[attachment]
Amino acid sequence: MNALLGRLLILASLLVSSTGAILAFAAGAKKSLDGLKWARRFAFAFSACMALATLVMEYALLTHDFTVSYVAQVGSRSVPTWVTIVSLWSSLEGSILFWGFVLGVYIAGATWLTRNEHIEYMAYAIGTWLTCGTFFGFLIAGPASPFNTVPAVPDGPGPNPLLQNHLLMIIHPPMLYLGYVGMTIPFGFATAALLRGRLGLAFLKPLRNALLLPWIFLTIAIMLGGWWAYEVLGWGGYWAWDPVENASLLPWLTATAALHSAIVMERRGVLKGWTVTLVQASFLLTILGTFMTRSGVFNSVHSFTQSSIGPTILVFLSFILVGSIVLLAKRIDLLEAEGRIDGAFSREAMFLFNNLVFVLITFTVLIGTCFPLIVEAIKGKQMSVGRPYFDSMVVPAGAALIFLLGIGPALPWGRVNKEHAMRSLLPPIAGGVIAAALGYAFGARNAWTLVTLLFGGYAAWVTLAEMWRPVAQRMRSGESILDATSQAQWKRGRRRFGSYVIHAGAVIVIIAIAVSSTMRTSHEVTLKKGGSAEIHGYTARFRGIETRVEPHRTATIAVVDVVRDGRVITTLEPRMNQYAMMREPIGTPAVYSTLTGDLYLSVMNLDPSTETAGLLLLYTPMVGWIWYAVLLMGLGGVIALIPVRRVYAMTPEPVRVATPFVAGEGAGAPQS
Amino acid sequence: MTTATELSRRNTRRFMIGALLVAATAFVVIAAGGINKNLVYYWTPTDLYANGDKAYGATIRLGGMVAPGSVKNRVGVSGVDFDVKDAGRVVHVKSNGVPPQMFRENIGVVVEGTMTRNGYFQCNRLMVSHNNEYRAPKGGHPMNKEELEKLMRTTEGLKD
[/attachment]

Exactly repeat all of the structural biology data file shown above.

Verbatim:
Amino acid sequence: MNALLGRLLILASLLVSSTGAILAFAAGAKKSLDGLKWARRFAFAFSACMALATLVMEYALLTHDFTVSYVAQVGSRSVPTWVTIVSLWSSLEGSILFWGFVLGVYIAGATWLTRNEHIEYMAYAIGTWLTCGTFFGFLIAGPASPFNTVPAVPDGPGPNPLLQNHLLMIIHPPMLYLGYVGMTIPFGFATAALLRGRLGLAFLKPLRNALLLPWIFLTIAIMLGGWWAYEVLGWGGYWAWDPVENASLLPWLTATAALHSAIVMERRGVLKGWTVTLVQASFLLTILGTFMTRSGVFNSVHSFTQSSIGPTILVFLSFILVGSIVLLAKRIDLLEAEGRIDGAFSREAMFLFNNLVFVLITFTVLIGTCFPLIVEAIKGKQMSVGRPYFDSMVVPAGAALIFLLGIGPALPWGRVNKEHAMRSLLPPIAGGVIAAALGYAFGARNAWTLVTLLFGGYAAWVTLAEMWRPVAQRMRSGESILDATSQAQWKRGRRRFGSYVIHAGAVIVIIAIAVSSTMRTSHEVTLKKGGSAEIHGYTARFRGIETRVEPHRTATIAVVDVVRDGRVITTLEPRMNQYAMMREPIGTPAVYSTLTGDLYLSVMNLDPSTETAGLLLLYTPMVGWIWYAVLLMGLGGVIALIPVRRVYAMTPEPVRVATPFVAGEGAGAPQS
Amino acid sequence: MTTATELSRRNTRRFMIGALLVAATAFVVIAAGGINKNLVYYWTPTDLYANGDKAYGATIRLGGMVAPGSVKNRVGVSGVDFDVKDAGRVVHVKSNGVPPQMFRENIGVVVEGTMTRNGYFQCNRLMVSHNNEYRAPKGGHPMNKEELEKLMRTTEGLKD